Weather outlook a wet mix across the state; Saturday road alerts

Stock image | St. George News

ST. GEORGE — The National Weather Service  has issued a hazardous weather advisory for the western 2/3 of Utah and southern Wyoming Saturday.

Southern Utah

A gradual warming trend in the south will occur through the next seven days. Occasional rain is forecast for St. George through Monday, then partial clearing with rain expected to return Thursday for one day, with sunny skies the rest of the week and next weekend. Highs are expected in the 50s with overnight lows dropping into the mid-30s to upper 40s.

Cedar City can expect the same except for some snow showers Thursday with highs in the low- to mid-40s and overnight lows in the 20s.

Northern valleys

Very cold temperatures will remain in place across the northern valleys Saturday, with snow returning to most areas in northern and central Utah later in the day and Saturday night. Freezing rain is possible in those areas.

Sunday will see the freezing rain and snow moving to the north, mainly Idaho and northern Utah. The Salt Lake valleys will transition to rain.

Roads and highways

The only emergency road alert in effect from Utah Department of Transportation Saturday morning indicates U.S. Highway 191 is closed at the Utah border due to winter weather conditions.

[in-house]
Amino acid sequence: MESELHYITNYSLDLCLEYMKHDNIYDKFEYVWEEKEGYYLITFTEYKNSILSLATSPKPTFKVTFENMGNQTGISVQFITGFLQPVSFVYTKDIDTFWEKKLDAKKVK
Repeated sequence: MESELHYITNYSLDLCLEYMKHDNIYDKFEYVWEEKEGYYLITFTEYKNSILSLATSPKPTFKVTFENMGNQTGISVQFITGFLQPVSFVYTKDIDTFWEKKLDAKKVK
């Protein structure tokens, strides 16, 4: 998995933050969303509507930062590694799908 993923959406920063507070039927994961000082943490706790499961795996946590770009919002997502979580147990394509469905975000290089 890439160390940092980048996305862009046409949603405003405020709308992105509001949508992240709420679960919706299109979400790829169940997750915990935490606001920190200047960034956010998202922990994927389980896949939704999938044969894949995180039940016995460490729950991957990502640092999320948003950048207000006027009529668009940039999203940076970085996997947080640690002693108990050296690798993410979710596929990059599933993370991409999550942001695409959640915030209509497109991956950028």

Utah Avalanche Center advisory issued Saturday morning indicates moderate danger for avalanches in the Moab area mountains, Utah, Jan. 7, 2017 | Image courtesy of the Utah Avalanche Center, St. George News
Utah Avalanche Center advisory issued Saturday morning indicates moderate danger for avalanches in the Moab area mountains, Utah, Jan. 7, 2017 | Image courtesy of the Utah Avalanche Center, St. George News

Moab area mountains

The Utah Avalanche Center’s avalanche advisory Saturday for the Moab area mountains states avalanche danger is moderate on steep, upper elevation, wind-exposed terrain that has recent deposits of wind-drifted snow. The danger is most pronounced on slopes that face north-northeast-east, but cross loading has affected terrain on all aspects in the wind zone.

The center says to avoid slopes that have smooth, rounded pillows, and suspect the sheltered side of terrain features such as sub ridges and gully walls. There is also an isolated or moderate danger for triggering a deeper, persistent slab avalanche on upper-mid to upper elevation slopes that face northwest to southeast. Low elevation offers mostly low danger.

 

Email: rwayman@stgnews.com

Twitter: @STGnews | @NewsWayman

Copyright St. George News, SaintGeorgeUtah.com LLC, 2017, all rights reserved.

 

 

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